Please see Wikipedia:Articles for deletion/Lynette Horsburgh.  — SMcCandlish ¢ 😼  08:09, 19 January 2018 (UTC)

Result tables in tournament articles[edit]

In the last year or two sponsors have been added into tournament result tables, and rowspans have also been added in radically altering the structure of the tables from their well established format. As an example, the table at UK Championship went from this to [5]. I have reservations about the new layout as I explain at Talk:UK_Championship#Sponsors_in_the_table. If the snooker project thinks this is a positive direction for the tournament articles then fair enough, but these are radical changes which as far as I can tell have never been discussed so I would like to establish the project position on this. Betty Logan (talk) 19:44, 19 January 2018 (UTC)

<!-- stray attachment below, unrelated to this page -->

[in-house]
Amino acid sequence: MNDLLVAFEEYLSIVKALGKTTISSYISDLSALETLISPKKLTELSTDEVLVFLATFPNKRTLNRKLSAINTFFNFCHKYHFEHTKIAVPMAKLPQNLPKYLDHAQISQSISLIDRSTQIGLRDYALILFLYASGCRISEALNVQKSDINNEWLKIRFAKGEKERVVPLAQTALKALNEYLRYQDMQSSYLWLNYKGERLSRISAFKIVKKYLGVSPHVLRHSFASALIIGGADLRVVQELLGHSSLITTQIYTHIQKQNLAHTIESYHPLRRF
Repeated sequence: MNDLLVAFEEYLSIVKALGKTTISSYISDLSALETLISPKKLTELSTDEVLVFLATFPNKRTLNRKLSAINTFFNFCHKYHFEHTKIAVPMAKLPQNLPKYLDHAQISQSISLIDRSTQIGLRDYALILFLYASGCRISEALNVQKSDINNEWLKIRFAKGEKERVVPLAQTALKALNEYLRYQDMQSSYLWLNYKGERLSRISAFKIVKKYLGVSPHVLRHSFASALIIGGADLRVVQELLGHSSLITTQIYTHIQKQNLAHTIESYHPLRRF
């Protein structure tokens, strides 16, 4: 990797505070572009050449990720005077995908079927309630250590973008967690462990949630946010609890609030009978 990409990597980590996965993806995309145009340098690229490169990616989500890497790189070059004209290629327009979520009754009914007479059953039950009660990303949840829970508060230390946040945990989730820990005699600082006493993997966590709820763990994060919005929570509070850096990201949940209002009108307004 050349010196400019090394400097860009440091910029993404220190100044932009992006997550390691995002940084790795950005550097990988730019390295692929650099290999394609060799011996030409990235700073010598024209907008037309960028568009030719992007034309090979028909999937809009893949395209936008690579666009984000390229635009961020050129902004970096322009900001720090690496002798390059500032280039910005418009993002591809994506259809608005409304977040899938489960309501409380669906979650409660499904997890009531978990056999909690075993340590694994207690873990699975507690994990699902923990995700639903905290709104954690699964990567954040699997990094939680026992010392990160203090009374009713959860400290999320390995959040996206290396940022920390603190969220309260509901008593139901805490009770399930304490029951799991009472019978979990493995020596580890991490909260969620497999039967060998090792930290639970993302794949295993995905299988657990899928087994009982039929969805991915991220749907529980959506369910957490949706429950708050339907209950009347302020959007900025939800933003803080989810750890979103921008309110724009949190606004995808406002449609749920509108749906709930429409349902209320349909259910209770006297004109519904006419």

I agree it appears to be excessive. I don't think it's necessary to include the sponsor names in this field and I agree on the visual aspect, it looks unwieldy. I think the individual article page alone is a suitable place to mention the sponsor. Having it too many places such as you've highlighted above borders on infringing aspects of WP:PROMOTION. Andygray110 (talk) 17:16, 21 January 2018 (UTC)
While I agree the tables look a bit excessive, if you compare the pages to World Matchplay (darts) and PDC World Darts Championship they also include sponsors and the venues. I think at the very least we should have the venues in the tables. Snooker also has tournaments that come and go, similar to darts, so would be helpful to someone that only wants to look at the main tournament page and not go through all the individual tournament pages. - Nick C (t·c) 20:35, 23 January 2018 (UTC)